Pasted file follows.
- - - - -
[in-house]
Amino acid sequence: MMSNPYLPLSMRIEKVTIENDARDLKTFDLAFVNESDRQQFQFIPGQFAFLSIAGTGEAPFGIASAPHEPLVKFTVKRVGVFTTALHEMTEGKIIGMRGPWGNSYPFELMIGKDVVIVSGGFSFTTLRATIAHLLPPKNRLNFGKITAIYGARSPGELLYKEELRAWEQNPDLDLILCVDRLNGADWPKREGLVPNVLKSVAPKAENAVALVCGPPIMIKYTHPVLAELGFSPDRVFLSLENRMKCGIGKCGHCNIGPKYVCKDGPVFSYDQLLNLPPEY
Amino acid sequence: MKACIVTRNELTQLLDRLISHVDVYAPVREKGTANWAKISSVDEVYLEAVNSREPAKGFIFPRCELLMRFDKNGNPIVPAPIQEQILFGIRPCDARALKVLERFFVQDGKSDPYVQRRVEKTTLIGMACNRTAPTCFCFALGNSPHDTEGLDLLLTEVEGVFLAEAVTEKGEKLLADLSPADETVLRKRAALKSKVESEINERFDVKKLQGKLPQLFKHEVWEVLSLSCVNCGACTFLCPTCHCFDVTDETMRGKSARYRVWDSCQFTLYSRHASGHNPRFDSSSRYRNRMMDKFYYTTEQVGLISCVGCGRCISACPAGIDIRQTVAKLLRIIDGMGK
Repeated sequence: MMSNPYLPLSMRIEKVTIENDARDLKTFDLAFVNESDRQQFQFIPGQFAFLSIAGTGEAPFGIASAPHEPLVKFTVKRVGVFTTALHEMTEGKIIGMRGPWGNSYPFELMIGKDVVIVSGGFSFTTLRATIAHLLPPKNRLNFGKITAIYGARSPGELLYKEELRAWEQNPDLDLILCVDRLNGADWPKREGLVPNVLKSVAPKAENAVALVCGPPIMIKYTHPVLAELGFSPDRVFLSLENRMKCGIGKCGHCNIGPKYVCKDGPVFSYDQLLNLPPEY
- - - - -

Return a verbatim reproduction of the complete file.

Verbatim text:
[in-house]
Amino acid sequence: MMSNPYLPLSMRIEKVTIENDARDLKTFDLAFVNESDRQQFQFIPGQFAFLSIAGTGEAPFGIASAPHEPLVKFTVKRVGVFTTALHEMTEGKIIGMRGPWGNSYPFELMIGKDVVIVSGGFSFTTLRATIAHLLPPKNRLNFGKITAIYGARSPGELLYKEELRAWEQNPDLDLILCVDRLNGADWPKREGLVPNVLKSVAPKAENAVALVCGPPIMIKYTHPVLAELGFSPDRVFLSLENRMKCGIGKCGHCNIGPKYVCKDGPVFSYDQLLNLPPEY
Amino acid sequence: MKACIVTRNELTQLLDRLISHVDVYAPVREKGTANWAKISSVDEVYLEAVNSREPAKGFIFPRCELLMRFDKNGNPIVPAPIQEQILFGIRPCDARALKVLERFFVQDGKSDPYVQRRVEKTTLIGMACNRTAPTCFCFALGNSPHDTEGLDLLLTEVEGVFLAEAVTEKGEKLLADLSPADETVLRKRAALKSKVESEINERFDVKKLQGKLPQLFKHEVWEVLSLSCVNCGACTFLCPTCHCFDVTDETMRGKSARYRVWDSCQFTLYSRHASGHNPRFDSSSRYRNRMMDKFYYTTEQVGLISCVGCGRCISACPAGIDIRQTVAKLLRIIDGMGK
Repeated sequence: MMSNPYLPLSMRIEKVTIENDARDLKTFDLAFVNESDRQQFQFIPGQFAFLSIAGTGEAPFGIASAPHEPLVKFTVKRVGVFTTALHEMTEGKIIGMRGPWGNSYPFELMIGKDVVIVSGGFSFTTLRATIAHLLPPKNRLNFGKITAIYGARSPGELLYKEELRAWEQNPDLDLILCVDRLNGADWPKREGLVPNVLKSVAPKAENAVALVCGPPIMIKYTHPVLAELGFSPDRVFLSLENRMKCGIGKCGHCNIGPKYVCKDGPVFSYDQLLNLPPEY